Dive Robbers, Jean Tresfon. Commended. Veolia Environnement Wildlife Photographer of the Year 2012

Anna was on a boat in Svalbard � an archipelago midway between mainland Norway and the North Pole � when she saw this polar bear at around four in the morning. It was October, and the bear was walking on broken-up ice floes, seemingly tentatively, not quite sure where to trust its weight. She used her fisheye lens to make the enormous animal appear diminutive and create an impression of �the top predator on top of the planet, with its ice world breaking up�. The symbolism, of course, is that polar bears rely almost entirely on the marine sea ice environment for their survival, and year by year, increasing temperatures are reducing the amount of ice cover and the amount of time available for the bears to hunt marine mammals. Scientists maintain that the melting of the ice will soon become a major problem for humans as well as polar bears, not just because of rising sea levels but also because increasing sea temperatures are affecting the weather, sea currents and fish stocks.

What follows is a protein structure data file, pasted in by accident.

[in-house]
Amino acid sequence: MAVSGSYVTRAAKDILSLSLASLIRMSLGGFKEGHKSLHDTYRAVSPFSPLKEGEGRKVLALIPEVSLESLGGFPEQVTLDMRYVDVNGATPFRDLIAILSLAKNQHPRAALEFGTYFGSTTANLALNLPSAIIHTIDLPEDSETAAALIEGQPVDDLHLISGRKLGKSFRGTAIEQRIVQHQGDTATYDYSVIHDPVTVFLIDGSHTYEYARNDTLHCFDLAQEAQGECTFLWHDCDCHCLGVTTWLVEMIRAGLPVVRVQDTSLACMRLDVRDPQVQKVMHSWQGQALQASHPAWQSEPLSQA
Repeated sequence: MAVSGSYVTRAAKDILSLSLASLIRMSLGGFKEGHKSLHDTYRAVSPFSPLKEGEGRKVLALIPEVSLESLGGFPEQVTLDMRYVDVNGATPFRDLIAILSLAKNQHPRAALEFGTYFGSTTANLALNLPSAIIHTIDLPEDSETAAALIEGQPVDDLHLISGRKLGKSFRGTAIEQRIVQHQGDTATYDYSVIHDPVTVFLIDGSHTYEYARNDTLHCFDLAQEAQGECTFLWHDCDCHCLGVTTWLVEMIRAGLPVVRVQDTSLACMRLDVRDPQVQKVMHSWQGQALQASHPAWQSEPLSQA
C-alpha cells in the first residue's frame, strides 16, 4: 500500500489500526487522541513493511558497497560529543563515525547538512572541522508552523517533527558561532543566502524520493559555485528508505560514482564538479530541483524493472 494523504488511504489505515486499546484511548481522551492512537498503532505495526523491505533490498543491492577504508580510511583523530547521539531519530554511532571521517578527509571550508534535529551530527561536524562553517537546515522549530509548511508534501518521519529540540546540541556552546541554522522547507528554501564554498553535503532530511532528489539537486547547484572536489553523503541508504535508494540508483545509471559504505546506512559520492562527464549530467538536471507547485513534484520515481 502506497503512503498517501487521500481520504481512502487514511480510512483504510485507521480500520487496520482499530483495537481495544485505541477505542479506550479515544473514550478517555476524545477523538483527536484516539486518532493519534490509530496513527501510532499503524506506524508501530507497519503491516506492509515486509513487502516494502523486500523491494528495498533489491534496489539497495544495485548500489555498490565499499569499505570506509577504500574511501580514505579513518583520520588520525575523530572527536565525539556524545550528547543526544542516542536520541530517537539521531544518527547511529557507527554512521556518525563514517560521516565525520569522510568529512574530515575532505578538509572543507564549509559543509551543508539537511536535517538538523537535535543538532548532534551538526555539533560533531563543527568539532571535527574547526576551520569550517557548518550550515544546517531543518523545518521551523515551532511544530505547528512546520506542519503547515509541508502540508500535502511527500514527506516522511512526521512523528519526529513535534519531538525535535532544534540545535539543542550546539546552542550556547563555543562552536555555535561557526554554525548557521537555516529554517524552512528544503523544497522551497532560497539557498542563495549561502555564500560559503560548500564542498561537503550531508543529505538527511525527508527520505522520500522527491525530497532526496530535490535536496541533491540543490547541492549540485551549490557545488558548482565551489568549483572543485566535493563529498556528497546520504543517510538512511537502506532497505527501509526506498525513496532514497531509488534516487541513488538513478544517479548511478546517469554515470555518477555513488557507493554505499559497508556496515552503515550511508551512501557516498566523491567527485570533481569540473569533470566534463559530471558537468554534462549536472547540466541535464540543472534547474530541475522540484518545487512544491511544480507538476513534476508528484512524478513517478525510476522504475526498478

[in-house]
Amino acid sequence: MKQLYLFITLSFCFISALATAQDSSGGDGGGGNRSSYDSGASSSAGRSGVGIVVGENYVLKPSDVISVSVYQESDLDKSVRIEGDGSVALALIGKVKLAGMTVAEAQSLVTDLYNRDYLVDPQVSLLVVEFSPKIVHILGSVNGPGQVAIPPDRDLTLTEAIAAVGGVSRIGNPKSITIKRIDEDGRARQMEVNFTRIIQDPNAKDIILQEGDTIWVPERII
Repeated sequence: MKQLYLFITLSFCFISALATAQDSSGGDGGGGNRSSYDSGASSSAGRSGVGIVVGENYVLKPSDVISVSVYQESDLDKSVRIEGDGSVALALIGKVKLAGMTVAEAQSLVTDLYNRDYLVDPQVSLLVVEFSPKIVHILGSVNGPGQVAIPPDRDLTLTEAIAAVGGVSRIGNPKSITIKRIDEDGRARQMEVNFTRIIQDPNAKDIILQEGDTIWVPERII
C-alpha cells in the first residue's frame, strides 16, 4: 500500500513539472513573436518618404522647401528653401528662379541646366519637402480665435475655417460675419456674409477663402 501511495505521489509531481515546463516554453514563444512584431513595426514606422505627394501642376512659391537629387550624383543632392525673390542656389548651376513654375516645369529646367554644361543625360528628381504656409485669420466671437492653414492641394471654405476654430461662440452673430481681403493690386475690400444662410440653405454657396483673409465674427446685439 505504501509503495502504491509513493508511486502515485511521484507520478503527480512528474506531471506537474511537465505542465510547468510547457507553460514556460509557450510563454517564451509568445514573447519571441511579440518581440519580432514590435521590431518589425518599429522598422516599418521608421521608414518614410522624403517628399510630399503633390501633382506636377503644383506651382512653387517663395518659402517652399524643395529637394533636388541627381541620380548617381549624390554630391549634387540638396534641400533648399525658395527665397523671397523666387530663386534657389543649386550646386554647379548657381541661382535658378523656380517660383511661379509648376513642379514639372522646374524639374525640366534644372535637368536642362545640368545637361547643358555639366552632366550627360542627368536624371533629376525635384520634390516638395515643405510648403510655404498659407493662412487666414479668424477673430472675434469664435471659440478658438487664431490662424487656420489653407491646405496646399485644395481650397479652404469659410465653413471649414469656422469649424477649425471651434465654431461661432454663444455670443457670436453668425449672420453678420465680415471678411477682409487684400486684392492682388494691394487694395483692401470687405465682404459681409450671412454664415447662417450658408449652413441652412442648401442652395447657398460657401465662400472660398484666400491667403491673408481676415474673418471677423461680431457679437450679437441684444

Ice Matters, Anna Henly Photography. Category Winner. Veolia Environnement Wildlife Photographer of the Year 2012

While making a film about giant otters in Cocha Salvador, Manu National Park, Peru, Charlie got to know this youngster well. �He was full of personality,� says Charlie. �These animals have a lot of attitude.� The portrait of the four-month-old cub was taken lying down in his boat, and the cub was as curious about Charlie as Charlie was about him, craning up its neck while treading water. Giant otters are very social and live in extended family groups, with up to eight or so members, giving safety in numbers where local predators, such as caiman, are concerned. They are officially listed as endangered. In the past the main threat was hunting, but now their habitat is being destroyed and degraded by logging, mining, pollution, overfishing and even dams, and their numbers are rapidly dropping.